What is the significance of the title Eveline by James Joyce?

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It's possible to read too much into the title of the story. Joyce is much more concerned with what Eveline as a character represents rather than the significance of her name. That said, it is unlikely in the extreme that a man who savored the origins of names and words...

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It's possible to read too much into the title of the story. Joyce is much more concerned with what Eveline as a character represents rather than the significance of her name. That said, it is unlikely in the extreme that a man who savored the origins of names and words as much as Joyce will have been unaware that Eveline ultimately comes from the Hebrew word meaning life.

Without wishing to stretch the point too far, one could argue that Eveline's name is significant as the title of the story as it concerns a decision that will change the protagonist's life forever. As we've already seen, Eveline comes from the Hebrew word for life and so it's somewhat appropriate that a story that revolves around a major turning point in one woman's life should bear that name.

In the story's climactic scene, as she stands rooted to the spot at the quayside while her lover Frank takes off for a new life in Buenos Aires, Eveline has made a fateful decision in terms of her life's future direction. In opting to stay in Ireland instead of taking the plunge and joining Frank in Argentina, Eveline has changed the course of what remains of her life.

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While one can look towards the symbolic meaning of the name "Eveline," on a less abstract level, one should also keep in mind that Eveline is a young woman's name. Indeed, the story of "Eveline" isn't really very much plot-focused at all: it's a psychological study of a young woman as she struggles between two paths she might follow, which will proceed to shape the rest of her life. Eveline can remain in Ireland, continuing a life that is miserable but familiar, or take a risk, get married and embark into the unknown. It's her psychological struggle, as she's torn between these two potential futures, that shapes this short story.

With this in mind, on a purely literal level, the decision to name this story "Eveline" reflects this story's intense focus on the character of Eveline herself, and the way that it aims to depict (in great detail) a psychological and literary portrait of a young woman, as she exists within a singular moment in time.

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Joyce names his story Eveline because it revolves around the decisions made by the main character, Eveline, and is told from her point-of-view. Ultimately, it is about Eveline making a choice over her identity: will she remain the diminutive daughter—Little Eve—of an abusive father or will she marry Frank and leave Ireland to forge a new identity?

In the end, Eveline chooses to remain the same Eveline she has always been: one who is dutiful, obedient, and self-sacrificing. Offered the chance to escape that fate, she becomes paralyzed with fear and decides to remain in her constricted life—in large part because she has been indoctrinated that way. She is the born Eveline through and through and will remain that Eveline.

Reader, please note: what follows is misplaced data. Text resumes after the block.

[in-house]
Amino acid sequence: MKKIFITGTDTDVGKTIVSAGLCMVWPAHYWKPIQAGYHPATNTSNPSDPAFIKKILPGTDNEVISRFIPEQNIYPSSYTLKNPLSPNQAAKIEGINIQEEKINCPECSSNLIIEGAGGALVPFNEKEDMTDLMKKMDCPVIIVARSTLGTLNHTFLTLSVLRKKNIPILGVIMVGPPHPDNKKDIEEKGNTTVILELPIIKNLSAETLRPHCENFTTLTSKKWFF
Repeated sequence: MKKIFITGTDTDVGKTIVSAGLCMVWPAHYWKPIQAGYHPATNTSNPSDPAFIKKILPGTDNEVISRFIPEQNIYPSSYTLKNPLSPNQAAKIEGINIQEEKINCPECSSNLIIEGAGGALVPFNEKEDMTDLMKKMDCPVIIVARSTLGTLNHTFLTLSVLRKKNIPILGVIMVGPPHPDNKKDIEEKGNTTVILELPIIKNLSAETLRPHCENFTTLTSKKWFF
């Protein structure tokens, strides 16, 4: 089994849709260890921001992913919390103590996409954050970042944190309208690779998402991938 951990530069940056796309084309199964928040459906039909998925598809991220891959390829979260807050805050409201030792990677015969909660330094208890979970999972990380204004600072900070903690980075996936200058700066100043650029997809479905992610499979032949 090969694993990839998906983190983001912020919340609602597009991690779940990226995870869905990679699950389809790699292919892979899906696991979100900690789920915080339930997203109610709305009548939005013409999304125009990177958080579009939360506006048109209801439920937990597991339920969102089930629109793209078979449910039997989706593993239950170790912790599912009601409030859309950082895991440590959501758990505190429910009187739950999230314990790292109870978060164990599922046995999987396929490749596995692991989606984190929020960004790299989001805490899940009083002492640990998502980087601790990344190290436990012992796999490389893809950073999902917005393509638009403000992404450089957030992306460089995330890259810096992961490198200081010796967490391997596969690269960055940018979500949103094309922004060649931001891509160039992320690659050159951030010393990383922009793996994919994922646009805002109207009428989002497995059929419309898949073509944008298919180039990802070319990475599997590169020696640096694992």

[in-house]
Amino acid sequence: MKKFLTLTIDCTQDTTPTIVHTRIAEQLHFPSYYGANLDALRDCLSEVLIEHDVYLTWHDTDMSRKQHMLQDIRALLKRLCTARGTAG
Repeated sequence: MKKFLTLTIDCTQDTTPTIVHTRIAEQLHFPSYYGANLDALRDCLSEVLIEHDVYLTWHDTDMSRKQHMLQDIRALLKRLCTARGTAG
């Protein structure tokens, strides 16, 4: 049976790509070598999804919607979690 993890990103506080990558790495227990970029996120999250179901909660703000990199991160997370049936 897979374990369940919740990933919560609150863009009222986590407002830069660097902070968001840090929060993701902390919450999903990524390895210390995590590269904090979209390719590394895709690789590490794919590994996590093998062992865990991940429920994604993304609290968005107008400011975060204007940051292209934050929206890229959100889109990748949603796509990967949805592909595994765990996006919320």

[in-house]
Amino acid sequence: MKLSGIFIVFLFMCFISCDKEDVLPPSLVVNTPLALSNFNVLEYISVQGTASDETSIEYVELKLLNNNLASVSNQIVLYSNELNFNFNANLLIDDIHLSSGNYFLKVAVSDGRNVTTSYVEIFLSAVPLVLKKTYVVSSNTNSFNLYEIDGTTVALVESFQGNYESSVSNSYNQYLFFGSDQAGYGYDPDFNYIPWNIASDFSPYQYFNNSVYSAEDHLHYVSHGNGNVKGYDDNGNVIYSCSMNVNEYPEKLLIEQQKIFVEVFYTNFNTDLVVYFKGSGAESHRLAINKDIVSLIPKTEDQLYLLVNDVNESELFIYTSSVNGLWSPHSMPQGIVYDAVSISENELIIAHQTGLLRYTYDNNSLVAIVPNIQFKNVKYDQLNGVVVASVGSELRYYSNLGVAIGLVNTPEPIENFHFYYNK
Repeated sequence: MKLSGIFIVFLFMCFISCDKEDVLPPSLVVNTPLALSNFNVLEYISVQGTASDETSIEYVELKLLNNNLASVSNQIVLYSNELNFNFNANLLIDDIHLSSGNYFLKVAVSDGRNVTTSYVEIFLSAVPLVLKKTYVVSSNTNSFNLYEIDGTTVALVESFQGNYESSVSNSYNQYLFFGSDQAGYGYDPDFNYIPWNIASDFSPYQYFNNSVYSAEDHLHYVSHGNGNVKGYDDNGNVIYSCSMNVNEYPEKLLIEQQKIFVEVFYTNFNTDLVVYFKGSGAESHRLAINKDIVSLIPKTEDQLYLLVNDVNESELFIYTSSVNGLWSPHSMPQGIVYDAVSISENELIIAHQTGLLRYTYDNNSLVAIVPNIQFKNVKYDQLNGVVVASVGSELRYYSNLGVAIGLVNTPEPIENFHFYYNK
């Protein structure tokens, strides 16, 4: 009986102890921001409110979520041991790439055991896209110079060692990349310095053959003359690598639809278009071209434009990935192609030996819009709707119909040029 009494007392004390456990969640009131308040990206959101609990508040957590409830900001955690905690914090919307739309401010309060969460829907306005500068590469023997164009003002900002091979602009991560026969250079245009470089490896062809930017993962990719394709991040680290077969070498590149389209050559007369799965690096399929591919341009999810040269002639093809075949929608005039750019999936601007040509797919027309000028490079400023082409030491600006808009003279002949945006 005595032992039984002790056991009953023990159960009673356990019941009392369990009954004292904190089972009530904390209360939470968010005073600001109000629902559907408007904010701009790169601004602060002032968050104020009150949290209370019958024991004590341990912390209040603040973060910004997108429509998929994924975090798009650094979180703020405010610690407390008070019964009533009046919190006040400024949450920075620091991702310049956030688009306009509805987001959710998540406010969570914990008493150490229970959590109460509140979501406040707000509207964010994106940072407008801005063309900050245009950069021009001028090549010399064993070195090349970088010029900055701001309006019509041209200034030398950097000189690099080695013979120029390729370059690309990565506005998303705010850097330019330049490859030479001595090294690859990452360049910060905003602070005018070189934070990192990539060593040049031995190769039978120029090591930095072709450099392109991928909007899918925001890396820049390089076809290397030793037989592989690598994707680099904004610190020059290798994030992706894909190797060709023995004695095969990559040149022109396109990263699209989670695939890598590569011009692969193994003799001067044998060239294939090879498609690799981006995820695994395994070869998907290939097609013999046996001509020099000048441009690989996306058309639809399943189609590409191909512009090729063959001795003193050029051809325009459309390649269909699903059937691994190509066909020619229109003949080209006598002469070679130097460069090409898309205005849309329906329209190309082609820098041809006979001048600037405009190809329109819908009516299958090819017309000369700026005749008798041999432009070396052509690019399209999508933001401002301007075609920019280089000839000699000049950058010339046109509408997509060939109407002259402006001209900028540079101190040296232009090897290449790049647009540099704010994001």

Eveline's name also does bring to mind the Biblical Eve, the first woman, who was faced with a similar decision between obedience/duty and desire. The first Eve gave into desire and this Eve(line) does not, but the second Eve's decision to reject desire is no more fulfilling than the original Eve's decision to challenge God. Eveline's name could well imply that there is no good choice for her or women in her situation.

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The name Eveline means "little, or small, Eve" which is Hebrew for "life." Of course, the connotations associated with the name Eve are those of the first woman who tempted her mate Adam with the apple from the serpert, an act which expelled them from the Garden of Eden.

On the other hand, the meaning of "life" and the diminutive suffix of -lyn, or -line suggest that Eveline lives a small life, which certainly seems to be her situation as she sits in the darkening window, feeling "tired." In fact, the concept of paralysis drives the narrative of "Eveline." For, as Eveline leans her head against the curtains of "dusty cretonne," she dwells on her life, limited by the violence of her father, her obligations to her brothers, and the demeaning treatment of Miss Gavan. Indeed, she seems prohibited from attaining happiness and respect, trapped in a stultifying life of obligations.

It was hard work--a hard life--but now that she was about to leave it she did not find it a wholly undesirable life.

Eveline's paralysis leads her to find some sense of security in her stifling life because she fears the unknown. Thus, when "[A] bell clanged upon her heart, and her sailor Frank seizes her hand, Eveline fears the future--"he would drown her"--and she refuses to move. She forsakes escape, life and love, instead choosing the past, her obligations, and death-in-life, not unlike the first Eve who lost much after her fateful decision in the Garden of Eden. 

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